Crypto Industry Now Strives To Be More Environmentally Friendly

Crypto Industry Now Strives To Be More Environmentally Friendly

Tucked away in snowy Swedish Lapland is a modern gold mine. However, instead of containing picks and shovels, it was filled with thousands of computers .

these machines, known as mining rigs, are working around the clock to find a new unit of cryptocurrency in this case, ethereum, the second largest token globally.

To do so, they must compete with other people around the world to find answers to complex mathematical puzzles, which are getting harder and harder as more computers , known as keeping up with the network.

Its purpose is to ensure system security and prevent fraud. The whole process is backed up by something known as proof of work.

Apparently, it used up a huge amount of energy. Bitcoin is the largest digital currency in the world that also uses this framework. Now it consumes a lot of energy of the whole country. Governments around the world are getting worried.

Some countries, such as China, have banned crypto mining outright. Switch to renewable energy. The mine in question, which is a warehouse-like building located in the military city of Boden, accommodates a total of 15,000 mining rigs.

The venue is 86,000 square feet, larger than a standard football field. The facility is run by Hive Blockchain, a Canadian company focused on using green and renewable energy to mine cryptocurrencies .

Hive’s operations in Sweden are supported by a local hydroelectric plant in Boden, in the north of the country. The region is famous for its surplus of cheap and renewable electricity.

“In northern Sweden, 100 percent of the electricity is hydropower or wind power. It’s 100 percent renewable,” says advisor at Hive, Johan Eriksson.

Miners Use Excess Energy Capacity

Eriksson said crypto miners are using up excess energy capacity that would otherwise be wasted in other words, it’s not needed by households in the region.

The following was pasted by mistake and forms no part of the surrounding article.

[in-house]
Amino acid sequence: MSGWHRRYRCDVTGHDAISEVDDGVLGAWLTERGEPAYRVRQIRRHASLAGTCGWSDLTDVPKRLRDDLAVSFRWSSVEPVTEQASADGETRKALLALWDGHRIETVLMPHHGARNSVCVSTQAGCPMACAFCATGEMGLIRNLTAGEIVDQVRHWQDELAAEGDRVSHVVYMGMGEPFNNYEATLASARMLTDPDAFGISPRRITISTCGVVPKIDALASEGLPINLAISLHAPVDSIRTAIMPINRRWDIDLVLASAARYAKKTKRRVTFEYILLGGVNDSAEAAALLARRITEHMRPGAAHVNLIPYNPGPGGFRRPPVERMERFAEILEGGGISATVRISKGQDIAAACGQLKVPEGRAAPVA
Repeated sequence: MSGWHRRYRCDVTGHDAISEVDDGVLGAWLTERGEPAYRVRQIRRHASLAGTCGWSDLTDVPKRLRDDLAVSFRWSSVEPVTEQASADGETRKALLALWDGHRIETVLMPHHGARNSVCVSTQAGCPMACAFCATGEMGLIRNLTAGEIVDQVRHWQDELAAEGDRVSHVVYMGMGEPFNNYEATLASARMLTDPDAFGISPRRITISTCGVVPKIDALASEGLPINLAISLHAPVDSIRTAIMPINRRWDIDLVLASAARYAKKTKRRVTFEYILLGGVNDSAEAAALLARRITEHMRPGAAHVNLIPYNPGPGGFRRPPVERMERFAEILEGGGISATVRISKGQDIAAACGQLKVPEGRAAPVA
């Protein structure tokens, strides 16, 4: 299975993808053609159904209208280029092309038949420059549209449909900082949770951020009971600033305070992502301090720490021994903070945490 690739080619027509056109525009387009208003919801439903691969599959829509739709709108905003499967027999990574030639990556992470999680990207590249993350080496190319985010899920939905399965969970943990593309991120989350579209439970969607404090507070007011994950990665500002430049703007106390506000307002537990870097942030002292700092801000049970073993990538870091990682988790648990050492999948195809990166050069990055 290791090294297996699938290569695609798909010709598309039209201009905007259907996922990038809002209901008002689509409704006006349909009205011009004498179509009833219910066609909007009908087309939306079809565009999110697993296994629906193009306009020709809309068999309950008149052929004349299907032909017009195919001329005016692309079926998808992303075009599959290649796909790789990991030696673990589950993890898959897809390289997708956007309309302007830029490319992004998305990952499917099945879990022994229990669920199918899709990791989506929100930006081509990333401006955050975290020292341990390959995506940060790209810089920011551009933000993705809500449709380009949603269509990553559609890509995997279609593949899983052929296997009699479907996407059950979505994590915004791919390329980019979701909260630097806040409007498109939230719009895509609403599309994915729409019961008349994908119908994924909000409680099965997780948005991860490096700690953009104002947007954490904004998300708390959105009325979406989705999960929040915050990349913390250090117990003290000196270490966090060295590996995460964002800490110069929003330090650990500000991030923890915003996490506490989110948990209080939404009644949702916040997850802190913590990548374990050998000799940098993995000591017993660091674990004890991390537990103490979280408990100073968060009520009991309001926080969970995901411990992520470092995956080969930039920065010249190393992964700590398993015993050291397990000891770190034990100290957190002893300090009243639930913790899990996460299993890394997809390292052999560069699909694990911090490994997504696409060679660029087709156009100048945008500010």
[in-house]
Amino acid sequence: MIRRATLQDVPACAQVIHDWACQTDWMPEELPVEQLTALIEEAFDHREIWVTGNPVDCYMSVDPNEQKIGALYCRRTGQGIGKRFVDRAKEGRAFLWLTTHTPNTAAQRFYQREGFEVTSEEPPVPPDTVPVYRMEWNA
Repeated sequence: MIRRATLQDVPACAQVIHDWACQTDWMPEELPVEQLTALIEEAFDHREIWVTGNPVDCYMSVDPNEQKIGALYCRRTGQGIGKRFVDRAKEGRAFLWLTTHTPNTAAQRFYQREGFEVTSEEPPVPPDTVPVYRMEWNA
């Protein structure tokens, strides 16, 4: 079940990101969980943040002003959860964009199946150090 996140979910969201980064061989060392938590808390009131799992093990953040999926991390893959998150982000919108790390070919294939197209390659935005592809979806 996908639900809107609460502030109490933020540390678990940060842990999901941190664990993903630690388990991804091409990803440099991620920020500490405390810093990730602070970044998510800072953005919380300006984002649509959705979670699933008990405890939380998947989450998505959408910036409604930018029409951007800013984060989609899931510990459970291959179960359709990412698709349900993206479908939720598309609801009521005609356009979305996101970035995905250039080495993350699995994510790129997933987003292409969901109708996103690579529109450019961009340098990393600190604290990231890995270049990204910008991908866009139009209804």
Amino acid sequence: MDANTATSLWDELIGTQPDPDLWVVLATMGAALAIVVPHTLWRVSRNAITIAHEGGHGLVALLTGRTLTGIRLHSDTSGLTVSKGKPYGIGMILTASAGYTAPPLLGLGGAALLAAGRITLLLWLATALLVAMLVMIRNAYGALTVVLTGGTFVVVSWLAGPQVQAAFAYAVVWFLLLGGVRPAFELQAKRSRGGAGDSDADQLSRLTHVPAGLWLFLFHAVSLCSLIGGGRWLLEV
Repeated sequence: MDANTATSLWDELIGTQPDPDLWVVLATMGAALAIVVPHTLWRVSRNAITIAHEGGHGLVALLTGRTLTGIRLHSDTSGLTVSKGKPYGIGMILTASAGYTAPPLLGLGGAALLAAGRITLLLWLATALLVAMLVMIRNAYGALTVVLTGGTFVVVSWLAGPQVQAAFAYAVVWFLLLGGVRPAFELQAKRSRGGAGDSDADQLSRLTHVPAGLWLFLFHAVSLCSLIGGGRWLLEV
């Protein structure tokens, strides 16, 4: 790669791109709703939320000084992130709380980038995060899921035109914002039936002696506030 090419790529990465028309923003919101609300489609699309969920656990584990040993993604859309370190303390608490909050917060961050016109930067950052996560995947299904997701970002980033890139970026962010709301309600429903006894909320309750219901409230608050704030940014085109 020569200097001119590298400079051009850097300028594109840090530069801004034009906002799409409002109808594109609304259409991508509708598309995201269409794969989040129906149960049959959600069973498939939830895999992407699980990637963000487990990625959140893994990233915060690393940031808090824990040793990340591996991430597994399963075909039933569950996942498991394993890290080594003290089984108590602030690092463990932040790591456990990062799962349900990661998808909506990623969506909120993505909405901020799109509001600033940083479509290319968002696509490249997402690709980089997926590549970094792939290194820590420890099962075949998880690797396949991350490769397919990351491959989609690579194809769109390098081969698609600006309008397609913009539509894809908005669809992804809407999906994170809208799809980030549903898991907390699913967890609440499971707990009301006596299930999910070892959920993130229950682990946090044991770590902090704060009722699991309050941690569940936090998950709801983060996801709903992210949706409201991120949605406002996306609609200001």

However, the sheer amount of power required to run operations like the Hive’s has concerned officials.

Sweden’s financial watchdog, Finansinspektionen, called on the European Union to ban crypto mining because of its huge energy use.

“Crypto-asset producers are interested in using more renewable energy, and they are increasing their presence in the Nordic region,” the agency said in a statement last year.

“Sweden needs renewable energy targeted by crypto asset producers for our critical service climate transition, and increased use by miners threatens our ability to meet the Paris Agreement,” he added.

Is decarbonization enough?

Edinburgh-based crypto firm Zumo is part of the Crypto Climate Accord, a coalition of companies aiming to achieve net zero emissions in the crypto industry by 2030.

Kirsteen Harrison, Zumo’s climate policy adviser, said the initiative is working on a piece of software that can verify the source of energy used in crypto mining as renewable energy.

“There’s quite a bit of ordeal going on with it at the moment. If it works, then hopefully it will filter into other sectors,” he said.

Environmental Lovers Community Proposal

Meanwhile, Greenpeace and other environmental groups are calling for the bitcoin community to replace its proof-of-work mechanism with so-called proof of ownership. That would eliminate the huge computational costs of verifying new crypto transactions.

Ethereum is currently in the midst of a lengthy transition to proof of stake, a move that proponents say will reduce its energy consumption by more than 99 percent and other cryptocurrencies, such as cardano and solana, already operate on proof-of-stake networks.

However, as Harrison explains, moving cryptocurrencies like bitcoin out of proof of work is easier said than done.

“I don’t believe that there is an option to eliminate proof of work, precisely because no single player has control over the system,” he said.

Not everyone agrees that while Hive and other crypto companies are increasingly turning to green energy to drive their operations, there are many other companies that have not followed suit with the shift to renewable energy.

Support Greener Crypto

Some deliberately use gas that is supposed to be burned to generate electricity for crypto mining, for example.

Since China banned crypto mining, bitcoin proponents hope this will make cryptocurrencies greener.

But a peer-reviewed study released in February found bitcoin mining only got dirtier in 2021 with miners actually flocking to areas more dependent on coal and other fossil fuels, including Kazakhstan and southern US states such as Texas and Kentucky.

Part of the problem is the decentralized nature of cryptocurrencies like bitcoin. While there are various groups now claiming to represent the industry, bitcoin has no central authority and anyone can participate in the network.

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